Covid-19’s Effect on Global Economics:  Small Firms at Risk

Lynx Fellow John Milton


There has been no shortage of news concerning Covid-19’s (Coronavirus) effect on global trade.  Stocks are in decline, and federal and local governments are asking for nonessential parts of the economy to suspend operations.  This should not be surprising as global crises, such as pandemics, have often had a similar effect on international trade. Global shipments of goods have served as a catalyst for the spread of diseases in several cases, most notably the bubonic plague that ravaged through Europe from 1346 – 1353.  The disease was spread through trade between Europe and the Middle East as Turkish merchants traded contaminated goods with Italy, at the time one of the world’s major commercial crossroads. In the present day scenario, Covid-19 originating in the “world’s factory” of China, caused the virus to spread around the world with Chinese exports. 

As a result, China has taken drastic measures to quarantine its vast population and limit its exports to global consumers.  While these limitations have arguably diminished the spread of the virus, they have taken a significant toll on the global economy.  US stocks have fallen at a record rate as many US producers dependent on Chinese supply have had to massively reduce production or temporarily halt production in some cases.  The effects of the virus goes both ways for the US and China. While the US imports a massive amount of low cost Chinese manufactured goods and raw materials, the US exports a large amount of food and advanced technology to China.  With firms on both sides of the Pacific operating below capacity, the international shipping industry will likely suffer from decreased demand unless other sources of commodities and raw materials are found.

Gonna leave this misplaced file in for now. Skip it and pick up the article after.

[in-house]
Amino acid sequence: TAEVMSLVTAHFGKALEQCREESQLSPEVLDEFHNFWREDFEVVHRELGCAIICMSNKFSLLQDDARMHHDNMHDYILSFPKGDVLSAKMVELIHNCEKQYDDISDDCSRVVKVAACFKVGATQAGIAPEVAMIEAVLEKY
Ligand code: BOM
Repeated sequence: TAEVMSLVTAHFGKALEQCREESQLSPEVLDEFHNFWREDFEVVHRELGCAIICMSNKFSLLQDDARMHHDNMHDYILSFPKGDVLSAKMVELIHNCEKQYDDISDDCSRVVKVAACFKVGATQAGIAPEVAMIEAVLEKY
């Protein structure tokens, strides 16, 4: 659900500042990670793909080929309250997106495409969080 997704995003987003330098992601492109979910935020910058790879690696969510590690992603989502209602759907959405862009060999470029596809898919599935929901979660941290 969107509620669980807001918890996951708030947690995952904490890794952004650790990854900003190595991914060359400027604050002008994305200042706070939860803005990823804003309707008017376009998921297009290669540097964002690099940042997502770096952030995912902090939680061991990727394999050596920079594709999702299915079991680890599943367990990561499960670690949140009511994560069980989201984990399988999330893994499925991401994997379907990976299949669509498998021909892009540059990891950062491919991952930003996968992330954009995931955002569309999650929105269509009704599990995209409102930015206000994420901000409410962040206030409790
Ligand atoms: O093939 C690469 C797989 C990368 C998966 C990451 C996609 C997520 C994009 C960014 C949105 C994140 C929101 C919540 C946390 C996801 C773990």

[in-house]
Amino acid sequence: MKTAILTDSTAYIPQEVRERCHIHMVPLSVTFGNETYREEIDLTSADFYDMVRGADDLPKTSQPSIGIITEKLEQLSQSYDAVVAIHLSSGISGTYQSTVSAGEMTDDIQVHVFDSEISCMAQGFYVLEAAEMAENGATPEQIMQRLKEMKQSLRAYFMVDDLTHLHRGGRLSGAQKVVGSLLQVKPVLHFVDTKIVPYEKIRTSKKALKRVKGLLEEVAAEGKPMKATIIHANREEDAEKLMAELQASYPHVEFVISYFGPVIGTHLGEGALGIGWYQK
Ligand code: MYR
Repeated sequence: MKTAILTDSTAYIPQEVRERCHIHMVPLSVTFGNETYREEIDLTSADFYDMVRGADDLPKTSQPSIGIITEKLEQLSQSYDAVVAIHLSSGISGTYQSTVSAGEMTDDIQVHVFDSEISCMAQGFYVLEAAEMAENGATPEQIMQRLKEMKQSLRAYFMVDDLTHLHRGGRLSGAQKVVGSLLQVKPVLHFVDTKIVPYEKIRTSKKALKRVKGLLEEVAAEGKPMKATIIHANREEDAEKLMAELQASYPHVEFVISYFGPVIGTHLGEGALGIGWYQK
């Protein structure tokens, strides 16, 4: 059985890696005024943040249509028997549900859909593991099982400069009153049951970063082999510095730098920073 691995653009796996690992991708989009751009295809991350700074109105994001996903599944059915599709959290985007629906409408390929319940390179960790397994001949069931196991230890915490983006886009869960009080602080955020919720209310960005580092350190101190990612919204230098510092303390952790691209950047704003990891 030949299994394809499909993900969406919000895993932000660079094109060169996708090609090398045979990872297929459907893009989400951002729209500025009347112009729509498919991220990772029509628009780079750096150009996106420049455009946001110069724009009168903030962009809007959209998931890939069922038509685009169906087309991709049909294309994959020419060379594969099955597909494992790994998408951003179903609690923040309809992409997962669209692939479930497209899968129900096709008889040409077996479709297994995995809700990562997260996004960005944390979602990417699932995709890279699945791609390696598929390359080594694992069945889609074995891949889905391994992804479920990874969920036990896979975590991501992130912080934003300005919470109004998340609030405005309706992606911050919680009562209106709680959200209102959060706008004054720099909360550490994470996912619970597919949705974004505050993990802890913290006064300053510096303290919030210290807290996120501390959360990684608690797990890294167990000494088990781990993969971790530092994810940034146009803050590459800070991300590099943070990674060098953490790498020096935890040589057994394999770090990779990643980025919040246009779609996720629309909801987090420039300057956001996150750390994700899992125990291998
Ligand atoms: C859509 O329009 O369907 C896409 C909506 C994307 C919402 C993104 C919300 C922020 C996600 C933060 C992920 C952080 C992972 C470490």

Instead of buying raw materials like steel from China, US manufacturers could buy steel from Brazil.  This will cause an increase in price as Brazilian steel is more expensive than Chinese (Br $546/tonCH $506/ton), but supply can be relatively mediated in the short-run.  However, this assumes US demand for steel has not shifted as a consequence of the pandemic.  According to neoclassical economics, a decrease in demand will cause a decrease in price, causing the remaining goods in the market to be purchased at a lower cost.  This will be good for consumers, as cheaper goods in the marketplace will give Americans more options to spend their money on, preventing the hoarding of currency and the chances for  a recession. However, this assumes the incomes of many Americans will be protected, which we know is not the case as many US firms are laying off employees as they suspend operations.   

While the airlines, cruise lines and big manufacturers will likely be bailed out by the federal government, small US businesses will bear the greatest amount of risk moving forward.  Without advanced logistics or production insurance in place, small US firms may be faced with ending operations if the vast quarantine of workers continues for a considerable period of time.  Small firms in the entertainment and service sectors will be the most at risk as demand for their services is expected to drop to abysmally low levels. While this drop in demand is only temporary, the amount of time until the Covid-19 pandemic passses is still relatively unknown. 

As small US firms generated 44% of US GDP in 2018, the risk small firms face will inevitably lead to a dilemma for the federal government.  That is why the federal government is in the works of providing a stimulus package to small US firms, enabling them to stay in business with production halted or severely limited.  The pandemic will pass, and Americans will go back to work once social distancing is no longer a part of life.  However, to mitigate the long-term effects on the American people and US GDP, federal assistance is needed to keep firms afloat.